Multiple cities in India have experienced waves of mass protests since mid-December, initiated by the controversial Citizenship (Amendment) Act (CAA) and NRC (National Register of Citizens). Incidents of violence, tear gassing, internet shutdown, and even assaults were reported due to outrage against the protesters. Regardless of one’s political afflation, these experiences, as well as media coverage of turmoil, creates a subjective experience of collective anger, hopelessness, frustration, and fatigue.
According to the World Health Organization (2002), political violence is the deliberate use of power and force to achieve political goals. The attacks all over India can be considered as political violence because they were characterized by both physical and psychological acts aimed at injuring or intimidating common people expressing their dissent against the amendment. These acts include shootings, detentions, arrests, torture, and home demolitions.
Being part of the community being targeted or attacked definitely impacts the mental health of a person associated with the community. But new researches have shown that taking part in protests as well as constantly seeing the media reports of violence significantly impacts mental health.
A study by Ni and colleagues (2016) found that major depression increased by 7% following the protests in 2014 in Hong Kong and that the odds of experiencing depression were four times higher during and after the protests. The most important findings were that the increase in depressive symptoms was seen regardless of the subject’s participation in the protest. Therefore, it can be concluded that the effect was widespread.
The two important mediating reasons identified in the research were socio-political conflicts (due to different viewpoints and ideologies) between people and exposure to online content related to protest. The second causal factor, which was exposure to online and social media content relating to protests found to inevitably trigger stress hormones in an individual. The stress can be due to thought related to the general safety of the people, current political state and probable future implications of the country.
Another study found that conflict with peers, negative emotional responses to media reports and worries about safety created mental distress add on to the turmoil creates by political issues. Other researches have shown that political violence significantly reduces an individuals’ trust in the moral organization of society, government entities, and processes of democracy. Apart from these, participating in multiple protests movement also causes a general feeling of alienation, despondency, and pessimism in the individual regarding the efforts as well as the movement.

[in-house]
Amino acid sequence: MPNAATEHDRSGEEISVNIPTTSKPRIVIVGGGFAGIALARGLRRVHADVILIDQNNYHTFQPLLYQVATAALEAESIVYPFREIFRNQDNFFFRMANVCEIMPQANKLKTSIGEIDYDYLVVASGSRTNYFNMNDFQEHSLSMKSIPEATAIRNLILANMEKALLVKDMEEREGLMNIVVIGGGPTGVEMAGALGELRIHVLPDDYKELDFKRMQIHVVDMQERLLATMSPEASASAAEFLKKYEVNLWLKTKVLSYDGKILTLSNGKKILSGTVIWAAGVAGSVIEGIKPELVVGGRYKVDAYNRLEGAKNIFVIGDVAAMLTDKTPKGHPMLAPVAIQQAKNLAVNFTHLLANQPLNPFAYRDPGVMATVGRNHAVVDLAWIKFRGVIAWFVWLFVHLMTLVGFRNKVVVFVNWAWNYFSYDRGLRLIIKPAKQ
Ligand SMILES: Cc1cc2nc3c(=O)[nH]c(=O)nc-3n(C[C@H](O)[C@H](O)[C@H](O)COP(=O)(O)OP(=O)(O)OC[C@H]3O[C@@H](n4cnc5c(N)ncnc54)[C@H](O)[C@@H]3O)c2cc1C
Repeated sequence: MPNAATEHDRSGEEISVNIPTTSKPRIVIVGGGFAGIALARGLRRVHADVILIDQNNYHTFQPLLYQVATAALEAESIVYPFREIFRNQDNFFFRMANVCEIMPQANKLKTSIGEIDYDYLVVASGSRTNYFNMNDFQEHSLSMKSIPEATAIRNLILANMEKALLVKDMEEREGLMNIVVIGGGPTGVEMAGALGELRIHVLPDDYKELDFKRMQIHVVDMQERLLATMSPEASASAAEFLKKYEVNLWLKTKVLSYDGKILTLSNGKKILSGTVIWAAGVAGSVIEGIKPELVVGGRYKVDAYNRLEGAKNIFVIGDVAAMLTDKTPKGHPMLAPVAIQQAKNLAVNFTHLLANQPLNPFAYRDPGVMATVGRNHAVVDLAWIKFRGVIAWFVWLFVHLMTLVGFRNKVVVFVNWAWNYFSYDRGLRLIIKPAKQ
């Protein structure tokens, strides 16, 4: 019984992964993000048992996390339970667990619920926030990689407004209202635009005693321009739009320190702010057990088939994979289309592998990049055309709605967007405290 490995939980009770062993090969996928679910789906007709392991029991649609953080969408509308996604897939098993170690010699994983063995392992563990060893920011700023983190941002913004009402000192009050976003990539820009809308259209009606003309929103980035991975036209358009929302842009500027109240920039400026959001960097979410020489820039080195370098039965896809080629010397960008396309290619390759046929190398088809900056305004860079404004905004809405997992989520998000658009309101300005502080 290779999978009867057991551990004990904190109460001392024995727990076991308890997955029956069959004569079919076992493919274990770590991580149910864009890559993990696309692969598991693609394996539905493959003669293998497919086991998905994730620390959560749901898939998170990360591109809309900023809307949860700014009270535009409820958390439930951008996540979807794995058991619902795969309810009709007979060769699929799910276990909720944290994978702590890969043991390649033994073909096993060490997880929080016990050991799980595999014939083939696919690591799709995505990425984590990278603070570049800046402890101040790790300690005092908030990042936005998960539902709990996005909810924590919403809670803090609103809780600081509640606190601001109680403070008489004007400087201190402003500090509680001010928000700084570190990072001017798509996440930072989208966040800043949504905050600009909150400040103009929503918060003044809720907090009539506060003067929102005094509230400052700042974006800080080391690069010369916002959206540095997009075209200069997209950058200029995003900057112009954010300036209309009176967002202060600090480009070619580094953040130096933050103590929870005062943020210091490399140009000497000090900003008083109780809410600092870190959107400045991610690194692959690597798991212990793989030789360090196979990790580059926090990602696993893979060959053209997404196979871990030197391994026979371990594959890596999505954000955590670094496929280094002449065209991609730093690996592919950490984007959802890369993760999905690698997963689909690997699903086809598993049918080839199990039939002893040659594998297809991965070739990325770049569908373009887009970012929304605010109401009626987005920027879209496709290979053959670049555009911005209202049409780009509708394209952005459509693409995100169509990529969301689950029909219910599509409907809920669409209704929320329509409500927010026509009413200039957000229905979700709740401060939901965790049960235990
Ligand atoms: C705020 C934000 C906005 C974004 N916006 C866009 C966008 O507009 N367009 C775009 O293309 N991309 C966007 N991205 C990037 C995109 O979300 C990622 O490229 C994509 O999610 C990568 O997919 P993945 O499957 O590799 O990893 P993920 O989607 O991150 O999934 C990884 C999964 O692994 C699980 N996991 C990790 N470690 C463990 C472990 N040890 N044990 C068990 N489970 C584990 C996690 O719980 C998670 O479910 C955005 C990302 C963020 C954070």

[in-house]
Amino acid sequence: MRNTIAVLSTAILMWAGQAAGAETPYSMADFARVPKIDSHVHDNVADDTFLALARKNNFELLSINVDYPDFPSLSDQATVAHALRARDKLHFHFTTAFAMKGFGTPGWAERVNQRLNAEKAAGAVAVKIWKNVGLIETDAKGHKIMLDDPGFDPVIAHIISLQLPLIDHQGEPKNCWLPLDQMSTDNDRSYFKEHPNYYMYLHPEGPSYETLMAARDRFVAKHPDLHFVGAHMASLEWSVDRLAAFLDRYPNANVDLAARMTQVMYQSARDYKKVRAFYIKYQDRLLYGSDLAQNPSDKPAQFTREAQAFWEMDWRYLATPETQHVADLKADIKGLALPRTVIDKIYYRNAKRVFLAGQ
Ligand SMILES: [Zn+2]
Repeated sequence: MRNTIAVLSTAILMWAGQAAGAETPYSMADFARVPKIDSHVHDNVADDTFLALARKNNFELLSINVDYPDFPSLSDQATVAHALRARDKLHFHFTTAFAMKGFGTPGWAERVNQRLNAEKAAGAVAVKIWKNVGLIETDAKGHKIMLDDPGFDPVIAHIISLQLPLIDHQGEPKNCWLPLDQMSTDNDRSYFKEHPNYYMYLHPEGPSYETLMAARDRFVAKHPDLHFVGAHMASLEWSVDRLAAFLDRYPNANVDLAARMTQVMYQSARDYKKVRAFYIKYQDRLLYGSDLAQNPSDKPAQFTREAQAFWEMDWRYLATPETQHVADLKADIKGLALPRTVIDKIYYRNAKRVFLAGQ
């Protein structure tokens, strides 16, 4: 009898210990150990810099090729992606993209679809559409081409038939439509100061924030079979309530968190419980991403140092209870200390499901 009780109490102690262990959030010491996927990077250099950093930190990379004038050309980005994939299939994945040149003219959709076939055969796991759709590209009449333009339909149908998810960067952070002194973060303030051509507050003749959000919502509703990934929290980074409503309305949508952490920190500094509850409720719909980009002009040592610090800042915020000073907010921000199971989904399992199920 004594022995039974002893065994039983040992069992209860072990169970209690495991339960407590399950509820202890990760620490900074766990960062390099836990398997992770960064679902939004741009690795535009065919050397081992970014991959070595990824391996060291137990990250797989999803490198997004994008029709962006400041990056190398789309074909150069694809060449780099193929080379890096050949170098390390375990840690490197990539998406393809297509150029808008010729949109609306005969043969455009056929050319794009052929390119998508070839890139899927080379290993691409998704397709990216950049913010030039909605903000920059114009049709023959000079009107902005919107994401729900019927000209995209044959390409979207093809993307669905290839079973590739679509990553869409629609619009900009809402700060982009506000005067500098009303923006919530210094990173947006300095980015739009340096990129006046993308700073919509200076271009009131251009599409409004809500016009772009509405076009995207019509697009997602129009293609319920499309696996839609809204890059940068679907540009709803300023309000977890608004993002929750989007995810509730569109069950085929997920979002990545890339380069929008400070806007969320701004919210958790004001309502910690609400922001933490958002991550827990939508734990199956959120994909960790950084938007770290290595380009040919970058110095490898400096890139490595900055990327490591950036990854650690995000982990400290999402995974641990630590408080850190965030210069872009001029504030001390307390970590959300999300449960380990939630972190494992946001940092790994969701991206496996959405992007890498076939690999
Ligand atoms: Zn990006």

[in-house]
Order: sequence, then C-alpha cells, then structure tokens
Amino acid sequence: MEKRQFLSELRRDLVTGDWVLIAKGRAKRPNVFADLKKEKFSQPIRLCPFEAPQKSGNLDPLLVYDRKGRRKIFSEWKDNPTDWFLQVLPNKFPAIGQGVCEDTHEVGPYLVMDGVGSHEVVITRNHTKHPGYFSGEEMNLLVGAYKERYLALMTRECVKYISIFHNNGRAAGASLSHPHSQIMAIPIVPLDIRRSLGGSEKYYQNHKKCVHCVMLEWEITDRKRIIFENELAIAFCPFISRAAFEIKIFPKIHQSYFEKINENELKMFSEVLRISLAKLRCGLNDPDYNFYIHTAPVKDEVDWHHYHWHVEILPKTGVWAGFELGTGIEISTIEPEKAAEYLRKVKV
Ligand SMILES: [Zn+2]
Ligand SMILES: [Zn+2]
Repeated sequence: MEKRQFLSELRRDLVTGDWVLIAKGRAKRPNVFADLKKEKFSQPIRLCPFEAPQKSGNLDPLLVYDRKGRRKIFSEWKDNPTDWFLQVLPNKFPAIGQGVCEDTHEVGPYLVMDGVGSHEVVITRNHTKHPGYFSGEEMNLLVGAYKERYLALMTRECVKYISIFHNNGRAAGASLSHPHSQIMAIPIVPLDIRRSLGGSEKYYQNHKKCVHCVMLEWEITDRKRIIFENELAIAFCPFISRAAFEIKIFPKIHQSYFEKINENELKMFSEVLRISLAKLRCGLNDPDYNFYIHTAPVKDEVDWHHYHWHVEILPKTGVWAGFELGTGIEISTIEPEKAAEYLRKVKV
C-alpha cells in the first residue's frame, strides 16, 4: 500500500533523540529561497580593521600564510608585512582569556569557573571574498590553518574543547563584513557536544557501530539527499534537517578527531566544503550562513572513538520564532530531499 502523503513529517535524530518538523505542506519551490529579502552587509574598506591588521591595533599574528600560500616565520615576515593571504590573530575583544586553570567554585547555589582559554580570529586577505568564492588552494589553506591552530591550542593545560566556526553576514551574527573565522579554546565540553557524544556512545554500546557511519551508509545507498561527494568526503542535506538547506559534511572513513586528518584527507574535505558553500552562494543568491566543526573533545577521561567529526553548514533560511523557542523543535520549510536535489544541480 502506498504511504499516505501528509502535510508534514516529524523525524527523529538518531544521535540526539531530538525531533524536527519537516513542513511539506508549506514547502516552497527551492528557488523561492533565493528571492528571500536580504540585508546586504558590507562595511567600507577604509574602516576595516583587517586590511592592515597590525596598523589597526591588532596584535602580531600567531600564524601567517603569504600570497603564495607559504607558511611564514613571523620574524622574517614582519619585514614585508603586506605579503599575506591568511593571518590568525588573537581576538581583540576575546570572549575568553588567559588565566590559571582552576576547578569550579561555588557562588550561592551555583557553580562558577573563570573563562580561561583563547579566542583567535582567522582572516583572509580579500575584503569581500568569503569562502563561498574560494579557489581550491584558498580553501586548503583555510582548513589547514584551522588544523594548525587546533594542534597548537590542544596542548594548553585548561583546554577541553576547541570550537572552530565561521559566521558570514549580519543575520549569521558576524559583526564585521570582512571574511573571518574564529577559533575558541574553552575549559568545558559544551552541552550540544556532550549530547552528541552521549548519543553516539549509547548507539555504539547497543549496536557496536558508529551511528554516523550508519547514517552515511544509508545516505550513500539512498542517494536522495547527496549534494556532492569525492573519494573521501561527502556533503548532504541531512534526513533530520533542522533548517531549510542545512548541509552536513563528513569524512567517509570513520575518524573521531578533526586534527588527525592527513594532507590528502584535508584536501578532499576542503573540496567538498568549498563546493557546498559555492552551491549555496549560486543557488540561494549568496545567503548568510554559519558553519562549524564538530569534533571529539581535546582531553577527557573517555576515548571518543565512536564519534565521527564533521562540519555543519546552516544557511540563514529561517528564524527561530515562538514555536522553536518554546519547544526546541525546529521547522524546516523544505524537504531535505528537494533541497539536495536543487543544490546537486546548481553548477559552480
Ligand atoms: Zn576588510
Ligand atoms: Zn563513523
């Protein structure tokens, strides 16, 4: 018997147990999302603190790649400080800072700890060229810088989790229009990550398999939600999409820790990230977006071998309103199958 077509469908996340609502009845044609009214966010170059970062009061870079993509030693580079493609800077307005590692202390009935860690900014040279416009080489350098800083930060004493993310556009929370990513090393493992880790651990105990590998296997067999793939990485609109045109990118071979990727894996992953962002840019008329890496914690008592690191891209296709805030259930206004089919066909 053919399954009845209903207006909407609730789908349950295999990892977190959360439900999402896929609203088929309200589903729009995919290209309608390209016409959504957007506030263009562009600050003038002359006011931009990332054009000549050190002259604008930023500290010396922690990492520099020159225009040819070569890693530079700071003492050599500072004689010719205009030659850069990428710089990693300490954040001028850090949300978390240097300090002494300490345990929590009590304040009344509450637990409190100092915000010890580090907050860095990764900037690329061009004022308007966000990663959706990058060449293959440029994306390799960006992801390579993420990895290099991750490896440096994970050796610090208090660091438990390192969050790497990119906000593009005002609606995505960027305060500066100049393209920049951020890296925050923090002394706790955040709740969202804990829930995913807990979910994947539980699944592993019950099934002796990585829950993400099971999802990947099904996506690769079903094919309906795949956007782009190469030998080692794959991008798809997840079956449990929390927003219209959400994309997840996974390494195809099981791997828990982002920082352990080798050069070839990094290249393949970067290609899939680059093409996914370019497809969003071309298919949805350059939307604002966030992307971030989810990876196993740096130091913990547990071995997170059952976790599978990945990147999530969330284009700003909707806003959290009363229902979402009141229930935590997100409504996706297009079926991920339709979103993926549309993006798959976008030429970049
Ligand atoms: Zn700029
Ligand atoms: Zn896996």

Lastly, the World Health Organization (2001) report estimates that between one-third to one-half of people exposed to political violence will experience some type of mental distress, including PTSD, depression or anxiety.
According to Dr. Chan, the emotional effects (PTSD) is not limited to the active protesters, but even those watching events unfold on the media, who live in affected areas or work in jobs that are related to the movement – for example nurses, doctors, reporters, police, and street cleaners. These experiences trigger various emotional symptoms, but if the symptoms persist for more than four weeks, the condition becomes known as PTSD. This can take the form of intrusive memories, changes in mood, slipping into a dissociative state, depression and suicidal tendencies. Some experience delayed symptoms, and often they will be unaware of their condition.
During these tough times, it is really important to inculcate kindness and extend social support to restore the feelings of oneness and safety at a psychological level. Therefore, it is equally important to be a part of a group of people with similar ideologies to discuss the current state of affairs as well as to ventilate an ongoing emotional flux. However, if the levels of distress are beyond your regular coping mechanisms, then consulting a psychologist should become an utmost priority. Our mental state is not under complete control of others, instead, we also have the powers within us to restore the balance and fight back with resilience.
Sousa, C. A. (2013). Political violence, collective functioning and health: A review of the literature. Medicine, conflict and survival, 29(3), 169-197.